An April month not so long ago (okay it was 27 years ago), I was trying to decide what college I would attend. I was blessed with several options. Ultimately, Princeton felt like home. I found the thought of writing a thesis invigorating and was excited that I would be able to engage with professors from a variety of academic backgrounds. The director of the African-American Studies at the time, Cornel West, even took time out of his busy day to have a conversation with me. Even then, when Princeton still included loans as a part of its financial aid package, my offer was the strongest I received, and I knew my family would not have to worry about affording college. While many things have changed about Princeton (like no loans) since my decision to attend, I chose to return to the University to work in the Office of the Vice Provost for Institutional Equity and Diversity to advance Princeton’s broad commitment to expand access and success for first-generation, low-to-moderate income (FLI) students at highly-selective colleges.
When I was a student at Princeton, I participated in a two-week summer program, Freshman Summer Orientation Program (FSOP) directed to students who may have been the first in their family to attend college. Since returning to campus, I have the opportunity to collaborate with the Programs for Access and Inclusion (PAI). PAI offers several programs connecting FLI students with each other and with resources on campus to thrive. As I reflect on my own challenges transitioning to college, it is a source of pride knowing that first-year and transfer students are able to benefit from the ongoing community they find through PAI programming. Some students may find community through their participation in the revamped and extended version of my beloved FSOP – Freshman Scholars Institute (FSI) or the four year leadership program, Scholars Institute Fellows Program (SIFP).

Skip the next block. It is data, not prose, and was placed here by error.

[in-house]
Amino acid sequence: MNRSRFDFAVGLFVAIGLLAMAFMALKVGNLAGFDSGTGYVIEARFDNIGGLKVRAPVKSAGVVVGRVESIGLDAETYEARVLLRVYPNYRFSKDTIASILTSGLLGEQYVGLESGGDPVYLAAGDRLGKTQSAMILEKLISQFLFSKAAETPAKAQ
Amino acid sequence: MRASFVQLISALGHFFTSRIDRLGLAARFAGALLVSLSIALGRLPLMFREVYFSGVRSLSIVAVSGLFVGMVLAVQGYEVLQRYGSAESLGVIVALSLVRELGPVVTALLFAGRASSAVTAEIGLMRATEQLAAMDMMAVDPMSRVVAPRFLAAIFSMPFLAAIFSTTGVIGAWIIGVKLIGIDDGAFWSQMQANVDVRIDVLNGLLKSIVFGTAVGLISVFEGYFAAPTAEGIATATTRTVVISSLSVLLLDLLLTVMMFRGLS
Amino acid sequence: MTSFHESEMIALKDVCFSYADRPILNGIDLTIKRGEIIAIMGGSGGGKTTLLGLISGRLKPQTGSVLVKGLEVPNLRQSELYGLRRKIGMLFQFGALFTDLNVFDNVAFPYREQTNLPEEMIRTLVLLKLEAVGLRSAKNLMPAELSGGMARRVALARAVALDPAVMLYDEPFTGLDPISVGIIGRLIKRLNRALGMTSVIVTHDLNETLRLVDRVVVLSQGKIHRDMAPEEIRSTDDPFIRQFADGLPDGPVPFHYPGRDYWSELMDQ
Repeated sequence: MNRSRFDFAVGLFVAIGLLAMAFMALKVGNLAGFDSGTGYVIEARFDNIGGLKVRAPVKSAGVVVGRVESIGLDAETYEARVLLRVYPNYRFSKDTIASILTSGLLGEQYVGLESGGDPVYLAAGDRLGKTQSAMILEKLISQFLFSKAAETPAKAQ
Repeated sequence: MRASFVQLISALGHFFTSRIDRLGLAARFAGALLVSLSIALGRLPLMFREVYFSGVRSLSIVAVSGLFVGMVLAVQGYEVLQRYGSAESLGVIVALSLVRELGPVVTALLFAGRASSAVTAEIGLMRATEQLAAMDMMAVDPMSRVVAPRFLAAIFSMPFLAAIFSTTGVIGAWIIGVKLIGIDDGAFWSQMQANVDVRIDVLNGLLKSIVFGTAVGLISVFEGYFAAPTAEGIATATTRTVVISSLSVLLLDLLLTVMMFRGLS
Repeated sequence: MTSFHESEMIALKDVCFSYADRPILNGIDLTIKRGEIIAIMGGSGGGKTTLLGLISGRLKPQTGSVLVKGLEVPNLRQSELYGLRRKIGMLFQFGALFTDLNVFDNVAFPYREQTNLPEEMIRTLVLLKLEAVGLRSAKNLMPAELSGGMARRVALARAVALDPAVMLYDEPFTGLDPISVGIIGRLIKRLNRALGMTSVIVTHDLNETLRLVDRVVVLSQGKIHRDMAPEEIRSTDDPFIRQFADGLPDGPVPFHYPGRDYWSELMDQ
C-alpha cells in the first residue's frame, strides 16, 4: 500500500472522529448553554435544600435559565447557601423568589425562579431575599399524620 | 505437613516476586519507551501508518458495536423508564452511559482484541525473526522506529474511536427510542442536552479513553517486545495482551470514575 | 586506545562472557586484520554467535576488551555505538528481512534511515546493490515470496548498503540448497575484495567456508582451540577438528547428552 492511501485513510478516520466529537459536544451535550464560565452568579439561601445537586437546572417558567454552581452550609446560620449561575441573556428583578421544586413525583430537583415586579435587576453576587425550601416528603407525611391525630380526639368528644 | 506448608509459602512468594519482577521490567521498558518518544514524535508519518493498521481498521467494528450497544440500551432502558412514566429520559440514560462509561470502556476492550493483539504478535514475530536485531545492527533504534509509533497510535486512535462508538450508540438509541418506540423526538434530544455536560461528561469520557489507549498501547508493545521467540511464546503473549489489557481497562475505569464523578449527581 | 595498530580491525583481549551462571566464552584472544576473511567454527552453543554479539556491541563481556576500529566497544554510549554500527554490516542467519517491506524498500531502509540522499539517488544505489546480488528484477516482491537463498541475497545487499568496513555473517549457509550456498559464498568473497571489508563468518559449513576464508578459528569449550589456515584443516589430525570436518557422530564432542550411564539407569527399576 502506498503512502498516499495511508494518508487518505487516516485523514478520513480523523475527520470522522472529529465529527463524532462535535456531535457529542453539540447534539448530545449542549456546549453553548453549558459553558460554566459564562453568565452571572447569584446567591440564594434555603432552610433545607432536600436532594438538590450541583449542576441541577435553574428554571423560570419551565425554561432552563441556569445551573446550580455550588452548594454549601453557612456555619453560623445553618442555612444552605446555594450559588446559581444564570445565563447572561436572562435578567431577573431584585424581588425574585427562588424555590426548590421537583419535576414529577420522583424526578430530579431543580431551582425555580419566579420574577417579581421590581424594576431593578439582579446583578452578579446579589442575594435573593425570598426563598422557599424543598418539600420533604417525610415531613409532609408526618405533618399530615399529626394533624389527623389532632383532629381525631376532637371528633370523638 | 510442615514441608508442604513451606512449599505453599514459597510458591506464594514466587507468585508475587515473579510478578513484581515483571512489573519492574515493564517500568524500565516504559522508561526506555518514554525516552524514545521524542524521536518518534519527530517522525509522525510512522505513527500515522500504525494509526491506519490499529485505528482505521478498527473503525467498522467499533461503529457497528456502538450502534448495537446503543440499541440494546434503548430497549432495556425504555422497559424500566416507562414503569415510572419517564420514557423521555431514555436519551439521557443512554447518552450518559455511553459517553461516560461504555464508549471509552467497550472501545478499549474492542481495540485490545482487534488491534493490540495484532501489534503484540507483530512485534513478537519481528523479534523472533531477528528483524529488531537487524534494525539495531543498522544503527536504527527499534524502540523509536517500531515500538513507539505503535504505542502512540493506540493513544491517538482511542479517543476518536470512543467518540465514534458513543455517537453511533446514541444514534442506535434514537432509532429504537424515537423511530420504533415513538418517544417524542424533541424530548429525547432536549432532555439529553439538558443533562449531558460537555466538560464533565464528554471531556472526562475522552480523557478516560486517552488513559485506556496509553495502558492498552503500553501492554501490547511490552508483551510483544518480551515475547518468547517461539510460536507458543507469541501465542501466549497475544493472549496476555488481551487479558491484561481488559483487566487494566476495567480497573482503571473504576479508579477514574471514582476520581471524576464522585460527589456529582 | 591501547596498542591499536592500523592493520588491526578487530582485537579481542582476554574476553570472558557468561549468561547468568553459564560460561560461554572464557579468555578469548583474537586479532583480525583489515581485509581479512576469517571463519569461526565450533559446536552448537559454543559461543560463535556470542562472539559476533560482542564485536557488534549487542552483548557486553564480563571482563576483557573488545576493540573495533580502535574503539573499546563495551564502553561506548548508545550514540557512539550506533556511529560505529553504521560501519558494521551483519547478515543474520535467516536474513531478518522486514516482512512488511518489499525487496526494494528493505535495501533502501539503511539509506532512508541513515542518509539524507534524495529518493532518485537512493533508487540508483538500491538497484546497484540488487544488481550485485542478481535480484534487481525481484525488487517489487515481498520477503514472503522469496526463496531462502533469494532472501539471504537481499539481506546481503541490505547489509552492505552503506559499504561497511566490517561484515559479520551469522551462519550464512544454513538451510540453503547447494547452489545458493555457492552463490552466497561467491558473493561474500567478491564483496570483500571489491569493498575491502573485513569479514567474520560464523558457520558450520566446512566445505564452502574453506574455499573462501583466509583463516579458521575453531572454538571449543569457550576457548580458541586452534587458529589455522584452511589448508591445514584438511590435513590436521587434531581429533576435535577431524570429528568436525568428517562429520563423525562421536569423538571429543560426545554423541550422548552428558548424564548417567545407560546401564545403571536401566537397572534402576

I was drawn back to Princeton because of its commitment to service and providing students opportunities to be engaged in the vital work of demystifying selective college admission. In my role at Princeton, I have the opportunity to partner with a number of amazing programs such as Leadership Enterprise for a Diverse America (LEDA) and Matriculate. As a Matriculate Advising Fellow, Princeton undergraduates provide online mentoring and coaching to high achieving FLI high school students to support their consideration of highly selective colleges and universities. This partnership aligns with Princeton’s informal motto, "Princeton in the nation’s service and the service of humanity."
During this “temporary abnormal,” as Princeton President Christopher Eisgruber '83 refers to this current state of affairs, try to enjoy exploring your college options. You will meet new people and learn about programs, activities and pathways that you may have never considered before. I encourage students to evaluate how a school fits your academic, extracurricular and other interests. I also encourage you to evaluate graduation rates, out-of-pocket expenses; and outcome data for colleges you are considering. Twenty-seven years ago, I chose Princeton as my home. I hope to see you on campus as a fellow Princetonian.